Dilli Haat started in 1994 with the objective of providing infrastructure to craftspeople from across India to sell their traditional crafts in an urban marketplace and prevent their exploitation by intermediaries. The marketplace, set up in the heart of Delhi, the capital of India, was a one-stop shop for visitors seeking authentic India handicrafts and handloomed products. Dilli Haat provided a unique shopping experience in a well-laid-out area, where shopping was combined with cultural extravaganzas and food courts offering cuisine from all the states of India. It became a sought-after destination not only for shopping but also as a meeting place, where families and friends could spend time together. After rising to its glory, Dilli Haat witnessed a decrease in visits and was losing its spirit. In January 2016, the manager was faced with the challenge of restoring Dilli Haat to its former glory.

Learning Objective:
The case is recommended for an MBA course in strategic management in a module on strategic analysis and formulation. It can also be used in a course on strategic change management to enhance students’ understanding of the industry trajectories of change and organizational responses. Students should already be familiar with the fundamental concepts and theories of strategic management. The case focuses on internal and external analyses of organizations and their strategic positioning. After completion of the case, students will be able to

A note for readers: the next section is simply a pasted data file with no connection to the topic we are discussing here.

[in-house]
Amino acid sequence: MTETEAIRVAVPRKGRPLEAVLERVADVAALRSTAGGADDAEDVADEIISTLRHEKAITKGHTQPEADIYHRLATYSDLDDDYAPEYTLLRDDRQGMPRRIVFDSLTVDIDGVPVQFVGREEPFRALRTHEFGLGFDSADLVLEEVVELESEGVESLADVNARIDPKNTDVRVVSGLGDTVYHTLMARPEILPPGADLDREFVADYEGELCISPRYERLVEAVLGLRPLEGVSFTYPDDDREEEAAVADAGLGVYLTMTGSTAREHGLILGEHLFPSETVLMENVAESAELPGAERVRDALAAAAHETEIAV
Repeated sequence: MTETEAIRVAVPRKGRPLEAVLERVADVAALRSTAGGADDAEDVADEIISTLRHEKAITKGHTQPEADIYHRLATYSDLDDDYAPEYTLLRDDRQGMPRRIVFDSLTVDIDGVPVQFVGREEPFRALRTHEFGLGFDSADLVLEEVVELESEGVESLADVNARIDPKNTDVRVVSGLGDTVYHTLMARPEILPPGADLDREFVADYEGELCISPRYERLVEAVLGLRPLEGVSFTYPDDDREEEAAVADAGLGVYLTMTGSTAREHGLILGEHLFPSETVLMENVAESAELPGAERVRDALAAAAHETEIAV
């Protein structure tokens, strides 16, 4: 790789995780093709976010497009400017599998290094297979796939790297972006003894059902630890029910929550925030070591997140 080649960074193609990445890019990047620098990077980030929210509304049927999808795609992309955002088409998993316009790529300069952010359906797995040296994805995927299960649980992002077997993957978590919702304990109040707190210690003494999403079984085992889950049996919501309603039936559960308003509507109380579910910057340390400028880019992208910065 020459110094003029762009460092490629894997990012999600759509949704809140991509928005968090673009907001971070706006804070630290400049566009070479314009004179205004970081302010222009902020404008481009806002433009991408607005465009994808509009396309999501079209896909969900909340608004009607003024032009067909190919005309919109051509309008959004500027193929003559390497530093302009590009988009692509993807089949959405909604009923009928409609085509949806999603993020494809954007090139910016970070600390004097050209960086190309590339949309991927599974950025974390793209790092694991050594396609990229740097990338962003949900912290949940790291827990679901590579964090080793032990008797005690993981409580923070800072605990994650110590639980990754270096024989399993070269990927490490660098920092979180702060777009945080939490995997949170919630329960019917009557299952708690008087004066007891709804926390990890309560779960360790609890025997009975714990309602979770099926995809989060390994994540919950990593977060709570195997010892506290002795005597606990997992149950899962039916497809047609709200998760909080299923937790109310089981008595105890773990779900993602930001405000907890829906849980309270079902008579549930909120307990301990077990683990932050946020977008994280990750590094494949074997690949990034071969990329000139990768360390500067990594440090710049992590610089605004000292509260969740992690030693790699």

• assess the general environment of an organization and conduct a competitive analysis;
  • analyze an organization’s strategic positioning and scope;
  • understand the change trajectory and its impact on an organization’s growth; and
  • leverage an organization’s core competence to achieve a sustainable competitive advantage.


CasesMohanty, Pitabas;  Mishra, Supriti . "Maruti Suzuki: Good Company or Good Stock (B)", 2017Centre for Learning and Management PracticeRead Description >Close >Issues: corporate governance, minority shareholders
Disciplines:  Finance,  International
Industries: Manufacturing
Setting: India, Large, 2015
Length: 15 pages (7 pages of text)
Intended Audience: MBA/Postgraduate
Publication Date: July 31, 2017

Supplement for product 9B17N014.

CasesMohanty, Pitabas;  Mishra, Supriti . "Maruti Suzuki: Good Company or Good Stock (A)", 2017Centre for Learning and Management PracticeRead Description >Close >Issues: corporate governance, minority shareholders
Disciplines:  Finance,  International
Industries: Manufacturing
Setting: India, Large, 2015
Length: 15 pages (7 pages of text)
Intended Audience: MBA/Postgraduate
Publication Date: July 31, 2017